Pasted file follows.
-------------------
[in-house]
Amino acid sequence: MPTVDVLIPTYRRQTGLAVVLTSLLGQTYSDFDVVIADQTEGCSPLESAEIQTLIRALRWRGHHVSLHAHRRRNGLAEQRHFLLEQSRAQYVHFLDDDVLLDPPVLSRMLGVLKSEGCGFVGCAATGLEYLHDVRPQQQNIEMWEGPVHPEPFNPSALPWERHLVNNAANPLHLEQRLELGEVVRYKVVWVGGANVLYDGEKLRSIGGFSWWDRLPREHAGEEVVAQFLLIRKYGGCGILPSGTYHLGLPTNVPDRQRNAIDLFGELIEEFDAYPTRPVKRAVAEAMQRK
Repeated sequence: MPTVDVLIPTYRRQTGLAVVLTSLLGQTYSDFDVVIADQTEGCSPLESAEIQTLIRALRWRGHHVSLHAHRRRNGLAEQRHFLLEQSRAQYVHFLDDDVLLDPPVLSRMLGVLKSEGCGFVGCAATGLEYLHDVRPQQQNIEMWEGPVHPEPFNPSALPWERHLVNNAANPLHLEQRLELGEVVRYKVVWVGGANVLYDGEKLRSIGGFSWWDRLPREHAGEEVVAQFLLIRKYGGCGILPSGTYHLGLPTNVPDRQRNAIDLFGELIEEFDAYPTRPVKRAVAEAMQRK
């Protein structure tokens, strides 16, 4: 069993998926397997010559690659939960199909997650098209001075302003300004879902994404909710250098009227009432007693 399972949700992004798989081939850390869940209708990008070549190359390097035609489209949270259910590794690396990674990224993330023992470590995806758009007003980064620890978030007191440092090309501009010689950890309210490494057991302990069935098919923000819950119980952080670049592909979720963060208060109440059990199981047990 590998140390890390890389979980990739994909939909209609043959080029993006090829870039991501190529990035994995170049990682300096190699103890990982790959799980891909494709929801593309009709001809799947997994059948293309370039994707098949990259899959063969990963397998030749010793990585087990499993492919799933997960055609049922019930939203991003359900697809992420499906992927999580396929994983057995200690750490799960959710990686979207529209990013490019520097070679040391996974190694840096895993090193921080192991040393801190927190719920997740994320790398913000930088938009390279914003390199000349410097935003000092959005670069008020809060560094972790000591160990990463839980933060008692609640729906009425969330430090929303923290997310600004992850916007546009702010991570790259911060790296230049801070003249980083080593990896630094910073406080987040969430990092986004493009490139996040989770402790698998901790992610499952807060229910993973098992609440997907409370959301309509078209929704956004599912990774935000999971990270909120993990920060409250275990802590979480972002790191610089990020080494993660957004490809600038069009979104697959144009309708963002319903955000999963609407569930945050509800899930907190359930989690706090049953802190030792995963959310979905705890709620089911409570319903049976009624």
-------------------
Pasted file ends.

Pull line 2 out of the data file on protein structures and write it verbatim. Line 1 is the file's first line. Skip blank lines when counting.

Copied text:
Amino acid sequence: MPTVDVLIPTYRRQTGLAVVLTSLLGQTYSDFDVVIADQTEGCSPLESAEIQTLIRALRWRGHHVSLHAHRRRNGLAEQRHFLLEQSRAQYVHFLDDDVLLDPPVLSRMLGVLKSEGCGFVGCAATGLEYLHDVRPQQQNIEMWEGPVHPEPFNPSALPWERHLVNNAANPLHLEQRLELGEVVRYKVVWVGGANVLYDGEKLRSIGGFSWWDRLPREHAGEEVVAQFLLIRKYGGCGILPSGTYHLGLPTNVPDRQRNAIDLFGELIEEFDAYPTRPVKRAVAEAMQRK